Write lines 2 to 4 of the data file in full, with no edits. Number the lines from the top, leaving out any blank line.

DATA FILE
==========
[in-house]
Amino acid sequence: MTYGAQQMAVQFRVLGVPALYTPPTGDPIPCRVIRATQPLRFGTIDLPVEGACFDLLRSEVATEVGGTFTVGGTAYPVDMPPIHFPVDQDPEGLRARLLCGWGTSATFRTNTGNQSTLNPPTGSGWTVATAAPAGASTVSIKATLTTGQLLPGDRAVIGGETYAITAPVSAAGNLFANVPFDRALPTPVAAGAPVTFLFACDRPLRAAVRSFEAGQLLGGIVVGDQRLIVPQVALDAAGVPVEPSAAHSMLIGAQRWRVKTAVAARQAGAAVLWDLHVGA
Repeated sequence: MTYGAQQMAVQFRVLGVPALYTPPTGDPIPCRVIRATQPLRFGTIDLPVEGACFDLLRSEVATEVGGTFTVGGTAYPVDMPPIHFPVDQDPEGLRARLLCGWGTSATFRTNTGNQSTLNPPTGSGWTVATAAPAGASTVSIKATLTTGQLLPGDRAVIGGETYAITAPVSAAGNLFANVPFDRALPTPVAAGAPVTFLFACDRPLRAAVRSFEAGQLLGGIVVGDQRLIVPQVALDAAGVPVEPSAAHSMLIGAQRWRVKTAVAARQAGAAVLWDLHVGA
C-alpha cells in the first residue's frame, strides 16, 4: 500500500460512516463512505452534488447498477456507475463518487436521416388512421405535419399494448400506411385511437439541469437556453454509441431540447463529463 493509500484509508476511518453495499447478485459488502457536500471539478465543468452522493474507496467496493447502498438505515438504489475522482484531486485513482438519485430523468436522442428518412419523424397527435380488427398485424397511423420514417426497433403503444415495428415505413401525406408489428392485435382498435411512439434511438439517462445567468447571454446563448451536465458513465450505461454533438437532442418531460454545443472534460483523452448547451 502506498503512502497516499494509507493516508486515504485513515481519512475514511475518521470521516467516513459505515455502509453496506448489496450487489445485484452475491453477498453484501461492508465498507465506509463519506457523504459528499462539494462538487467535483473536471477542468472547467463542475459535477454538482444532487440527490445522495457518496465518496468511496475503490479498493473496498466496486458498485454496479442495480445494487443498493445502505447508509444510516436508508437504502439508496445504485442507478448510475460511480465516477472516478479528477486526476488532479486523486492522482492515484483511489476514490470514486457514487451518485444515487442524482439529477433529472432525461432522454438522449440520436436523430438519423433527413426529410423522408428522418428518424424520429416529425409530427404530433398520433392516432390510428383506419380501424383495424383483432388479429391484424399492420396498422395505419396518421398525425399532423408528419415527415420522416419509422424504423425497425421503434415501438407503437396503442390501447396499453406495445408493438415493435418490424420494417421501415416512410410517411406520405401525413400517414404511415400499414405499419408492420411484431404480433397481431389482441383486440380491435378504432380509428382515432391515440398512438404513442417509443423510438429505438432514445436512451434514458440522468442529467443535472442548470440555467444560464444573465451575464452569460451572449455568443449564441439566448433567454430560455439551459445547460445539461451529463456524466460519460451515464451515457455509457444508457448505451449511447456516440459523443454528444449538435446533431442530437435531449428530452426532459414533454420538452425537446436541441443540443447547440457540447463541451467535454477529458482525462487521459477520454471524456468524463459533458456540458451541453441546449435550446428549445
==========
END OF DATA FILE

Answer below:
Amino acid sequence: MTYGAQQMAVQFRVLGVPALYTPPTGDPIPCRVIRATQPLRFGTIDLPVEGACFDLLRSEVATEVGGTFTVGGTAYPVDMPPIHFPVDQDPEGLRARLLCGWGTSATFRTNTGNQSTLNPPTGSGWTVATAAPAGASTVSIKATLTTGQLLPGDRAVIGGETYAITAPVSAAGNLFANVPFDRALPTPVAAGAPVTFLFACDRPLRAAVRSFEAGQLLGGIVVGDQRLIVPQVALDAAGVPVEPSAAHSMLIGAQRWRVKTAVAARQAGAAVLWDLHVGA
Repeated sequence: MTYGAQQMAVQFRVLGVPALYTPPTGDPIPCRVIRATQPLRFGTIDLPVEGACFDLLRSEVATEVGGTFTVGGTAYPVDMPPIHFPVDQDPEGLRARLLCGWGTSATFRTNTGNQSTLNPPTGSGWTVATAAPAGASTVSIKATLTTGQLLPGDRAVIGGETYAITAPVSAAGNLFANVPFDRALPTPVAAGAPVTFLFACDRPLRAAVRSFEAGQLLGGIVVGDQRLIVPQVALDAAGVPVEPSAAHSMLIGAQRWRVKTAVAARQAGAAVLWDLHVGA
C-alpha cells in the first residue's frame, strides 16, 4: 500500500460512516463512505452534488447498477456507475463518487436521416388512421405535419399494448400506411385511437439541469437556453454509441431540447463529463 493509500484509508476511518453495499447478485459488502457536500471539478465543468452522493474507496467496493447502498438505515438504489475522482484531486485513482438519485430523468436522442428518412419523424397527435380488427398485424397511423420514417426497433403503444415495428415505413401525406408489428392485435382498435411512439434511438439517462445567468447571454446563448451536465458513465450505461454533438437532442418531460454545443472534460483523452448547451 502506498503512502497516499494509507493516508486515504485513515481519512475514511475518521470521516467516513459505515455502509453496506448489496450487489445485484452475491453477498453484501461492508465498507465506509463519506457523504459528499462539494462538487467535483473536471477542468472547467463542475459535477454538482444532487440527490445522495457518496465518496468511496475503490479498493473496498466496486458498485454496479442495480445494487443498493445502505447508509444510516436508508437504502439508496445504485442507478448510475460511480465516477472516478479528477486526476488532479486523486492522482492515484483511489476514490470514486457514487451518485444515487442524482439529477433529472432525461432522454438522449440520436436523430438519423433527413426529410423522408428522418428518424424520429416529425409530427404530433398520433392516432390510428383506419380501424383495424383483432388479429391484424399492420396498422395505419396518421398525425399532423408528419415527415420522416419509422424504423425497425421503434415501438407503437396503442390501447396499453406495445408493438415493435418490424420494417421501415416512410410517411406520405401525413400517414404511415400499414405499419408492420411484431404480433397481431389482441383486440380491435378504432380509428382515432391515440398512438404513442417509443423510438429505438432514445436512451434514458440522468442529467443535472442548470440555467444560464444573465451575464452569460451572449455568443449564441439566448433567454430560455439551459445547460445539461451529463456524466460519460451515464451515457455509457444508457448505451449511447456516440459523443454528444449538435446533431442530437435531449428530452426532459414533454420538452425537446436541441443540443447547440457540447463541451467535454477529458482525462487521459477520454471524456468524463459533458456540458451541453441546449435550446428549445